Alternative title: I Honestly Don't Know What I Was Expecting.
Massive spoilers through the third season of Game of Thrones, and undoubtedly the fourth season soon, as the game is entrenched in the lore, violence, and political intrigue of the show. Without those three pillars, the game does not exist at all. The player is to take control of various members of House Forrester, a small Northern house famed for their Ironwood trees which are practically immune to flames. The game ominously promises that the decisions of one Forrester will affect the situations and safety of the other family members. After one episode, I do not doubt for a second that I've already made some massive mistakes that will come back to haunt me. (I will keep spoilers for the episode at a minimum, but please go play it!)
From the word go, the playable characters position as precarious (earned simply by existing in Westeros) shifts to downright fucked in a matter of moments. The Forresters are a Northern family, and thus historically sworn to the Starks. In the opening scene, we see several members of House Forrester -- Lord Forrester, the eldest son and heir Rodrick, plus their men to include playable character squire Gared Tuttle -- drinking and celebrating. They are sworn to Robb Stark, a fact that set tension locking my gut, and yet they are drinking, they are happy. Rodrick gladly (and perhaps a bit drunkenly) announces that he's to be in the vanguard. Vanguard of what? At this point, I'm almost sure of where I am, where Gared Tuttle and his happy compatriots are, and already I am seeking escape. Instead, they send the squires for wine. It isn't until we are nearly all the way across camp that the camera pans up to reveal the ominous shadow of the Twins. The Red Wedding, the in-game text helpfully reads, by way of a date.
The Red Wedding. With you, there, as a Stark supporter. The tone of the game is set in the first scene, and I don't know what else I was expecting from a Game of Thrones video game. Any game that opens with the scene that was the most brutal thing I've seen on television to date is not in the general vicinity of fucking around.
The game is high tension, far higher tension than any zombie threat (though Telltale's Walking Dead was heartbreaking), but the player might lose track of this if they've forgotten some of the nuances or even characters from the show. This episode serves to remind the player just what world they've stepped into. Game of Thrones excels at a subversion of what the audience has come to expect, and the game mirrors this theme expertly.
I've seen reviewers criticize this episode as boring, but I really must wonder if we were playing the same game. If anything, I would say that the game assumes that you've been paying attention, that if you are a fan of the show/books that you would come to play this game. There is no initiation for the casual fan, or for the person who had not seen or read anything of Game of Thrones, which I had been bracing to endure. Instead, Telltale does not patronize the player. They assume you've been paying attention, that you know what that means, and pushes through the story without holding the player's hand. "Lord Ramsay Snow is coming to see you," the game tells you. If you know who Ramsay Snow is, you'll be dreading that conversation since it is brought up early on. If you don't know who Ramsay Snow is, then the tension inherent in hearing the name will build much slower, or not at all.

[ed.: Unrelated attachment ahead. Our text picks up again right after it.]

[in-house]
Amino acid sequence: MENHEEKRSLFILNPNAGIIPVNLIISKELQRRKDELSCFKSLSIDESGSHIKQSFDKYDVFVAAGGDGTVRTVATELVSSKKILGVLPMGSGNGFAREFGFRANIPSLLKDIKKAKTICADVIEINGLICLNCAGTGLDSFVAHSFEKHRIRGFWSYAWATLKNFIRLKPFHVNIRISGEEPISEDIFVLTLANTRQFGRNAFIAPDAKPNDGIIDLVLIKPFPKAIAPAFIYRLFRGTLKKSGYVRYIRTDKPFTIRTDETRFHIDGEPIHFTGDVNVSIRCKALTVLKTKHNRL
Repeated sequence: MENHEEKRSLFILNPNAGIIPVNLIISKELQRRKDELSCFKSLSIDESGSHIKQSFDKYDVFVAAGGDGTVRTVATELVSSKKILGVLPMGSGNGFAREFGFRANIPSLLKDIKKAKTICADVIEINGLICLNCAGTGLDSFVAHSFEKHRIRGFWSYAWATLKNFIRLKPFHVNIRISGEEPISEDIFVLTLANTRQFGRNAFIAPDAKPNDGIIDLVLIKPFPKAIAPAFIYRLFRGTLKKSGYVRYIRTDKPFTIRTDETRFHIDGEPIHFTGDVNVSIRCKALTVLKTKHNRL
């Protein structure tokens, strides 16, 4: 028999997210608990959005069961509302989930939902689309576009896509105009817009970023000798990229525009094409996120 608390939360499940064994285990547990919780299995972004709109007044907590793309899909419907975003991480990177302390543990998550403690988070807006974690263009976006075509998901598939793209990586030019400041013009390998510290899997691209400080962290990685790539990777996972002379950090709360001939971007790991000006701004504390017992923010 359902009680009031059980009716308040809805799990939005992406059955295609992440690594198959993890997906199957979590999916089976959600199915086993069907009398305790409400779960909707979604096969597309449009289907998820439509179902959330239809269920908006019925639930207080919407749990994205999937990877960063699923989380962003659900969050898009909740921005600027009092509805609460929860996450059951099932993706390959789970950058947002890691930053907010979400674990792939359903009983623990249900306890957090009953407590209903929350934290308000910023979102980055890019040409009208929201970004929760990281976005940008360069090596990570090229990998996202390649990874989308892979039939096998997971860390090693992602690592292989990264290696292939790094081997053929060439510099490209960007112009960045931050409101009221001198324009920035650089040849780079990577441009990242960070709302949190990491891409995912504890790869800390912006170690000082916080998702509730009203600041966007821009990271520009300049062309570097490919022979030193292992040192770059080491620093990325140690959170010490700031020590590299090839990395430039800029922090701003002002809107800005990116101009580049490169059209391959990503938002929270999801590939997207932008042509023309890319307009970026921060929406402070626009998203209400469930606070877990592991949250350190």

Integrating characters with the same actors as the television show, Telltale's story pits the playable characters up against people in Westeros that I, playing as Stark supporters in the tumultuous and violent North, simply did not wish to cross paths with. Queen Regent Cersei Lannister was every bit as scornful in person as I expected, but I would gladly have met with Cersei again and again if it only meant that I would have to control a character in the same room as Ramsay Snow.
But even with the characters that you perhaps did want to meet -- Margery Tyrell and Tyrion Lannister -- there is an underlying threat. It is one thing to watch these two play the game of thrones, to cheer on their victories or laugh at their quips, but it is another thing entirely to be beholden to them or to make deals with them. It did not strike me until I was leaving the throne room with Tyrion beside me that every one in King's Landing would sleep well at night if they squashed my little noble, Mira Forrester, under their heel. She's a handmaiden, she's from the North, and her house is very close to being in outright disfavor. If I make decisions to make Margery and Tyrion happy, am I guaranteed safety any more than if I allied myself with Cersei? What are the odds that Tyrion would sell me out to get one over on his sister, or perhaps to protect Sansa Stark? The player is also in the uncomfortable position of knowing what is to come, that there is another wedding on the horizon, and it served to invoke a sense of dread within me about the coming storylines that I have not shaken. Instinct was to go for the helpful Tyrion over the extremely antagonistic Cersei, but it does not strike me as a wise alliance.
Telltale's Game of Thrones is every bit as violent and unforgiving as the real Game of Thrones. It does not shy away from the harder subjects, nor does it shy away from killing people off in what can only be called Game of Thrones style. It is violent and shocking, and Telltale has already convinced me of their ability to survive killing off multiple characters in their Walking Dead game. I am eager to see what is to come, after such a strong start. I would also appreciate it if Ramsay Snow would stay away from me for the remainder of the series. If I could never see him again, that would be fantastic (though Iwan Rheon does such a phenomenal job, as always).